Certain hedge fund style investment strategies are set to benefit from the rising short term interest rate environment, with improved returns and growth of the asset classes possible.
This is according to Agecroft Partners Founder and CEO Donald A. Steinbrugge, who in a recent article for the Chartered Alternative Investment Analyst Association picks out reinsurance and insurance-linked securities (ILS) as one of the asset classes set to see improved returns.
This is because ILS, such as catastrophe bonds, collateralized reinsurance investments and other reinsurance linked assets, are typically fully collateralized and their collateral invested into short term securities, “where increases in short term interest rates would enhance return,” Steinbrugge points out.
Agecroft’s CEO explains the background to the interest rate increases being seen.
“As inflation reached a 40-year high last month The Federal Reserve increased its target range for the federal funds rate by 25 bps and projected 6 more increases for 2022. Currently, the Fed funds futures market is pricing in approximately 270 basis points of increase for 2022, surpassing the 250 basis point increase seen in 1994. Deutsche Bank’s chief economist recently suggested that the Federal Reserve could increase short-term rates to as high as 5%,” he wrote.
While many people and investors “associate rising interest rates with declining asset values” this is not the case in any asset class that has a floating-rate feature, such as insurance-linked securities (ILS).
“Rising short term rates can have a positive impact for a few hedge fund strategies,” Steinbrugge says, one of which is reinsurance.
“Reinsurance funds are required by their regulators to hold 100% of their potential liabilities (typically in escrow or a trust) until the insurance contracts expire, with a vast majority of reinsurance contracts written for terms of one year or less. Most of these reserves are invested in short term securities, where increases in short term interest rates would enhance returns,” he continued.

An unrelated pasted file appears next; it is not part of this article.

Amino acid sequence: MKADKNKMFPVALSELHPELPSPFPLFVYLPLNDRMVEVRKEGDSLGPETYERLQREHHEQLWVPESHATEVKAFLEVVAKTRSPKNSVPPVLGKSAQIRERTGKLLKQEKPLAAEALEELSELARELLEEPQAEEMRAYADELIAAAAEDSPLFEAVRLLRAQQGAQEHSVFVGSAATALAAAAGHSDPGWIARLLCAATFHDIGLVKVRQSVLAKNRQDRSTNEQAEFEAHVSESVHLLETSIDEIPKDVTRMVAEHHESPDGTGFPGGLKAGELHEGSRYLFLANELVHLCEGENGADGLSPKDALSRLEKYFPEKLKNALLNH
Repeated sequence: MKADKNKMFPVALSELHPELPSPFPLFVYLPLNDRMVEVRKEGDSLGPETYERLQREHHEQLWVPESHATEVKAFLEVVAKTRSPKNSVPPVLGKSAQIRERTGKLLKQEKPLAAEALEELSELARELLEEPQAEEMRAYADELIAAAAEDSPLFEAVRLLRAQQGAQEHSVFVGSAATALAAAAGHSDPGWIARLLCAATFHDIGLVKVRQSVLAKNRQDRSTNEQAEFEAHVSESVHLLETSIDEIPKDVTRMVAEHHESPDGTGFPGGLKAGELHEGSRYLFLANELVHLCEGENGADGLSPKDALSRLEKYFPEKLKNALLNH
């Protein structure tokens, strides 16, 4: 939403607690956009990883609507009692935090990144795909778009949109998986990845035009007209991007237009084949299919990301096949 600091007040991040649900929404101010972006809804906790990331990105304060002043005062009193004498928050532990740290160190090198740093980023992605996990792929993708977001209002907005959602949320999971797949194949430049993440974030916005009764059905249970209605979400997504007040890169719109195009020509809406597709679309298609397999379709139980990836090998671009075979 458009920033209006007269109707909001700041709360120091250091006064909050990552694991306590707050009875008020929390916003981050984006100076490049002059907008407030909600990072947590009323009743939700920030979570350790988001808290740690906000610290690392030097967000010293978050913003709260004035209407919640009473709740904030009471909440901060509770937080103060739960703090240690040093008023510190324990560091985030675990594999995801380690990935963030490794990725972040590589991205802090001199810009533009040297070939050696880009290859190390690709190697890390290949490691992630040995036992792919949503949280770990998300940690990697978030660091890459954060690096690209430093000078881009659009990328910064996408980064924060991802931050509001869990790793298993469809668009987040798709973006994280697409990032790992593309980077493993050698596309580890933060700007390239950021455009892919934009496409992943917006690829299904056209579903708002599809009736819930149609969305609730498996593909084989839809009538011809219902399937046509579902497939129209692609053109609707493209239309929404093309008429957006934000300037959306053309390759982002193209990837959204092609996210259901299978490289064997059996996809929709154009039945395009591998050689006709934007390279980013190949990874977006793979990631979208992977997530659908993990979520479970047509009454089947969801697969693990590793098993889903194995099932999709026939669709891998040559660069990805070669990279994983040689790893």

Also referring to the improvement in prices and returns of ILS through the hardening of the reinsurance market, by explaining, “Expected returns in reinsurance have risen dramatically over the past 5 years.”
“Premiums, in many cases, have more than doubled while the risk of loss from peril has only slightly increased. Today many investors are targeting double-digit expected returns.”
It’s not just the improved returns from rising interest rates, which many of our sources say will raise the profile of ILS as an asset class and in particular catastrophe bonds.
Steinbrugge also believes this situation will drive growth for hedge fund asset classes that benefit from the higher interest rates.
“Short term rates rising from close to 0% to potentially well over 3% should have a direct and meaningful positive impact on the expected returns for these strategies moving forward,” he wrote.
Saying that this will have positive implications as, “Strategies that benefit from rising interest rates will grow their market share of the hedge fund industry at the expense of other strategies.”
Further explaining that, “Most allocations result from investors’ thoughtful evaluation, across strategies and managers, as to which offer the best opportunity to add value to their portfolios. These decisions impact not only new allocations, but also reallocations from existing managers to others. The expected return of potential hedge fund strategies on an investors’ shortlist may only vary by one or two percent. Strategies that are expected to benefit from a rising interest rate environment will see a significant increase in demand.”
He also highlights the chance of large institutional investors increasingly negotiating a hurdle on performance fees, as fund performance rises.
“If short-term rates continue to rise, we expect to see more institutional investors asking for a performance hurdle for the carried interest portion of performance attributable to the cash position of the portfolio,” Steinbrugge wrote.